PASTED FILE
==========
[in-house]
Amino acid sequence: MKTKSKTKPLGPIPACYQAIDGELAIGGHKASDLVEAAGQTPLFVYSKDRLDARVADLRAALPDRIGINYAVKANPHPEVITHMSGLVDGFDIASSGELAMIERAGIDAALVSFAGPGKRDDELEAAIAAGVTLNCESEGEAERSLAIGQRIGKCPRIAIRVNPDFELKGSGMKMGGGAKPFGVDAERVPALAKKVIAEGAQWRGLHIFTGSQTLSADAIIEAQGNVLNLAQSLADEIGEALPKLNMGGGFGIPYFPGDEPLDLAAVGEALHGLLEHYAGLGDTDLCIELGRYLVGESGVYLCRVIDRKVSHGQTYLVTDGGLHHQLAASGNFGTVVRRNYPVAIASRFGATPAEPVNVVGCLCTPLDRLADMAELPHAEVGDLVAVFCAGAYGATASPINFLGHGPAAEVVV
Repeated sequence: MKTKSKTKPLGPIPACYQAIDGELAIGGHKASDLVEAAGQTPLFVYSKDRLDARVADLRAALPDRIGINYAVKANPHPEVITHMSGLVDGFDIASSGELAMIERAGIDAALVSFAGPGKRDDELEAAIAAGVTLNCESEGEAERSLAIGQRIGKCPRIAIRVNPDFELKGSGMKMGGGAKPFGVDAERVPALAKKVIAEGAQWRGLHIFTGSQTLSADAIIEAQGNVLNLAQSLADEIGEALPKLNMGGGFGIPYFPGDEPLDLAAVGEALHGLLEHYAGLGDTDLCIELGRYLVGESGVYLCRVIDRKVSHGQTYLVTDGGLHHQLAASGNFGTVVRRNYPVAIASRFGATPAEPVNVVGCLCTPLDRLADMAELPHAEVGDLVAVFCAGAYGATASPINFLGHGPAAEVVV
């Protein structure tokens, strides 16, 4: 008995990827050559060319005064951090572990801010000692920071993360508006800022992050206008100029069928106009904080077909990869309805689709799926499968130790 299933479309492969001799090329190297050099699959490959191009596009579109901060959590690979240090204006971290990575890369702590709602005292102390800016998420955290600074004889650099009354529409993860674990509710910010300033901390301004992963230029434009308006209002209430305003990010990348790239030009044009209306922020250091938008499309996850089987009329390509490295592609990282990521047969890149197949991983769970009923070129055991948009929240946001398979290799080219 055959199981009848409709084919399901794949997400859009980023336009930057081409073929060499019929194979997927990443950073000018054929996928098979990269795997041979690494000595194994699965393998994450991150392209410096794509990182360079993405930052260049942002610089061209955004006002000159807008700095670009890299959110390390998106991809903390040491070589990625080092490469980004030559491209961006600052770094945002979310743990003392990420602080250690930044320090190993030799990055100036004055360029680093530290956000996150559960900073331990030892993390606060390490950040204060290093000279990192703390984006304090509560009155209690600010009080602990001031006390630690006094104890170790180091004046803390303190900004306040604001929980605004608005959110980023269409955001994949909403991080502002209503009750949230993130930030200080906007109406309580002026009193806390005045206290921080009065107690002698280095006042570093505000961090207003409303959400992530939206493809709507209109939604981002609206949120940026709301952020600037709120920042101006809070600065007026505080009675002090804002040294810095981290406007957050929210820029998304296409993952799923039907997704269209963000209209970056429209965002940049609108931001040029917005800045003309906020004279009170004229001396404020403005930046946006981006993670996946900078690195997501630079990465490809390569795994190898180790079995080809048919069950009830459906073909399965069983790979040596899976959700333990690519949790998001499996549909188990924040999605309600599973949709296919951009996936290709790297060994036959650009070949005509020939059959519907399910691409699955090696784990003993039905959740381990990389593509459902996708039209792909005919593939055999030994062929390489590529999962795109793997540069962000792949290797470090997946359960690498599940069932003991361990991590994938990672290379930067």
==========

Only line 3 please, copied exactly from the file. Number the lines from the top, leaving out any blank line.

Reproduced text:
Repeated sequence: MKTKSKTKPLGPIPACYQAIDGELAIGGHKASDLVEAAGQTPLFVYSKDRLDARVADLRAALPDRIGINYAVKANPHPEVITHMSGLVDGFDIASSGELAMIERAGIDAALVSFAGPGKRDDELEAAIAAGVTLNCESEGEAERSLAIGQRIGKCPRIAIRVNPDFELKGSGMKMGGGAKPFGVDAERVPALAKKVIAEGAQWRGLHIFTGSQTLSADAIIEAQGNVLNLAQSLADEIGEALPKLNMGGGFGIPYFPGDEPLDLAAVGEALHGLLEHYAGLGDTDLCIELGRYLVGESGVYLCRVIDRKVSHGQTYLVTDGGLHHQLAASGNFGTVVRRNYPVAIASRFGATPAEPVNVVGCLCTPLDRLADMAELPHAEVGDLVAVFCAGAYGATASPINFLGHGPAAEVVV